Tending Treasure in the Five-and-Under Set

How families and churches can include small children in stewardship


By Dawn Rundman, Ph.D.

Stewardship may not seem like an age-appropriate term to introduce to young children. But to understand the foundations of generous giving, kids must learn that money has value and that God calls us to share it with others.

Let’s take a closer look at how young children begin to develop a basic knowledge about what money is, what money does, and how money matters.

Young children first encounter money concepts through play. Preschools and other early childhood centers typically provide multisensory opportunities for young children to learn about money through activities like coin counting, coin rubbing art projects, and grocery store play centers with items for purchase.  Young children begin to develop a vocabulary about money through activities embedded within play.

Young children pay attention to what their caregivers value. Have you ever been asked to share stories about your earliest memories of money (or heard these stories from others)? Many of us can recall instances of parents or other relatives talking about money in emotionally-charged ways. These memories stay with young children to shape their views around the value of money. 

Young children today learn about money differently than past generations. During your childhood, how did you see your family members, neighbors, and others in your community spend, share, and save money? Now think about the massive shifts in monetary transactions today: automated bill paying, mobile payments, credit cards, cash-sharing apps, and more. This digitization of commerce means that many young children rarely witness the concrete act of physical money actually changing hands. Consider these common occurrences:

  • Instead of their parent paying cash at the store, little ones watch a parent swipe a plastic card or show their phone.
  • Instead of seeing parents write and mail checks to pay for goods and services, a family’s bill-paying may be entirely automated and unseen.
  • Instead of a parent going to a bank to cash a check, children see them use the same plastic card to get money from a wall. (A child may begin to assume that a plastic debit or credit card is almost magical—hand it over, get what you want, then get the card back.)
  • Instead of watching their parent write a check, seal it in an offering envelope, and place it in the collection plate on a Sunday morning, most little ones have parents who give using electronic balance transfer systems.

Most young children have few opportunities to connect what they’re learning about money in preschool and with parents to biblical, theological messages about money. How are we called to raise the next generation of generous givers when so much has changed? As a church leader, you can do something about this by planning deliberate activities to support young children and their families as they learn about what money is and how it can be generously given.

Encourage families to make a Giving Jar. Little ones need things to be concrete in order for them to make sense. Invite families to designate a see-through container as the “Giving Jar” and encourage them to put coins or bills into it on a regular basis. Once a month, families can decide where they want the money to go, and then deliver the money to that organization so kids can see their money is making a difference for somebody else.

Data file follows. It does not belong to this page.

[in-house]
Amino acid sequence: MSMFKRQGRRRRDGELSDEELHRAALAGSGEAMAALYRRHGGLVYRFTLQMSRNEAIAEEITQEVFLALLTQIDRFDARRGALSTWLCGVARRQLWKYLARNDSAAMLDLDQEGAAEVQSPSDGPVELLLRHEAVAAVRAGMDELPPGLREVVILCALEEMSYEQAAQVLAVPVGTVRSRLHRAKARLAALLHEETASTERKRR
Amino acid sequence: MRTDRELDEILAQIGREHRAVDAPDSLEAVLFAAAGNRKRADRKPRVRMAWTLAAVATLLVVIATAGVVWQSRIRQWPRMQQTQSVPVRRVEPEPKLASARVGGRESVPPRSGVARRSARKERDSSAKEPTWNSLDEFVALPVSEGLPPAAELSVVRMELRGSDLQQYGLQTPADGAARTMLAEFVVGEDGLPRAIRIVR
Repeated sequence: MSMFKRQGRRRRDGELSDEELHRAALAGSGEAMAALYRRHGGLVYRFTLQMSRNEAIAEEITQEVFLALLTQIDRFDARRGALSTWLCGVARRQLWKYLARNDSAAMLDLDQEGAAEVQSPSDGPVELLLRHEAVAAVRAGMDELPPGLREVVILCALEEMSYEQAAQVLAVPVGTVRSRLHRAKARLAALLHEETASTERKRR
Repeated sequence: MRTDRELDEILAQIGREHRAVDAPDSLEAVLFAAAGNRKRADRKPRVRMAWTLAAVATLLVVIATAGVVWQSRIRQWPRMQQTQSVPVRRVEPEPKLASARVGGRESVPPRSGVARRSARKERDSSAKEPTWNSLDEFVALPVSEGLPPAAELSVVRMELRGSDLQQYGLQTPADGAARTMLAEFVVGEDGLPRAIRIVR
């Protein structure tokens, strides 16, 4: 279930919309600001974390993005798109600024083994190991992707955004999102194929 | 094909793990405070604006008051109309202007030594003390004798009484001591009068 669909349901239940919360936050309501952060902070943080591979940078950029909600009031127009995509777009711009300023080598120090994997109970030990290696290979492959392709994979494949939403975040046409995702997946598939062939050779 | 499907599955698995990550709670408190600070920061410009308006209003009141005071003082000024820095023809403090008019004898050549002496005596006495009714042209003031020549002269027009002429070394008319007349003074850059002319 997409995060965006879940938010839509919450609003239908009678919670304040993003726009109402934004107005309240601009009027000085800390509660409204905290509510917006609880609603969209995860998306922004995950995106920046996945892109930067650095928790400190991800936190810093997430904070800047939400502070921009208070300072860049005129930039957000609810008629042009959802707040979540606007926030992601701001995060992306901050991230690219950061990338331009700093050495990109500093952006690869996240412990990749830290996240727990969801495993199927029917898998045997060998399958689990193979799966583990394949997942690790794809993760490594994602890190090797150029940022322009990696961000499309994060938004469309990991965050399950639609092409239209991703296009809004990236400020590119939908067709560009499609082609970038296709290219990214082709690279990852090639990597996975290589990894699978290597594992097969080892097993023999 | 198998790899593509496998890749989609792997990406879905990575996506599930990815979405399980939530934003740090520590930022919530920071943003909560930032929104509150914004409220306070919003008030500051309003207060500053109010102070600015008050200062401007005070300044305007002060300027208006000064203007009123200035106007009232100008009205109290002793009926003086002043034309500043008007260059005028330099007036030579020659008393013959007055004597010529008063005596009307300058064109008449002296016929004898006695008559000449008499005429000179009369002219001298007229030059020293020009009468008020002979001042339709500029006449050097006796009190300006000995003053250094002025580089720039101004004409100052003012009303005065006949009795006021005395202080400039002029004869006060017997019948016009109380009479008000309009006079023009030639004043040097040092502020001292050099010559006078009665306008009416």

Provide opportunities for young children to give in worship. You can deepen kids’ learning about money, giving, and faith  by encouraging kids to give coins and bills during offering time. (Check out churches doing Noisy Offering.) 

Provide ways for kids to participate in a larger giving campaign. Teach about generous giving during the children’s message and Sunday school classes. Plan exciting campaigns for young children to give throughout the year. (The ELCA Good Gifts program provides a delightful array of concrete ways for kids’ giving to make a difference.) 

Invite parents and children to collect the offering during worship. First of all, there is something very touching about a child and a parent or grandparent working together to collect the offering during worship. Second, this practice of participation in worship reinforces that all are welcome and important to the faith community. Third, kids will get to watch people putting money in the offering basket, so they will have firsthand knowledge of others who give money during the offering.

Help parents of children talk and teach about money. Parents of little ones (and older ones too) may be uncomfortable or unfamiliar with ways to weave in these teachings, especially given the long list of other demands on their time and energy. If you are offering early childhood faith classes for children and parents, include stories about giving money (Zacchaeus, the widow’s offering) and open the floor to discussion about this topic. Remind them that their young children are listening, learning, and trying to make sense of what money is and what it means.

No matter how small the step, try doing something around this topic. If we as church leaders do not engage in any specific teaching, children will learn about money, generosity, and faith in other places and at other times. Start early. Then marvel at what these little ones have to offer!

About the Author

Dawn Rundman is Director of Faith Formation Resource Development at 1517 Media, the publishing ministry of the ELCA. She has worked on teams that have published over 20,000 pages of Sunday school and confirmation curriculum, Bibles, and children’s books for Augsburg Fortress and Sparkhouse. She lives in Edina, Minnesota with her husband and their two teenage church nerd kids. www.dawnrundman.com

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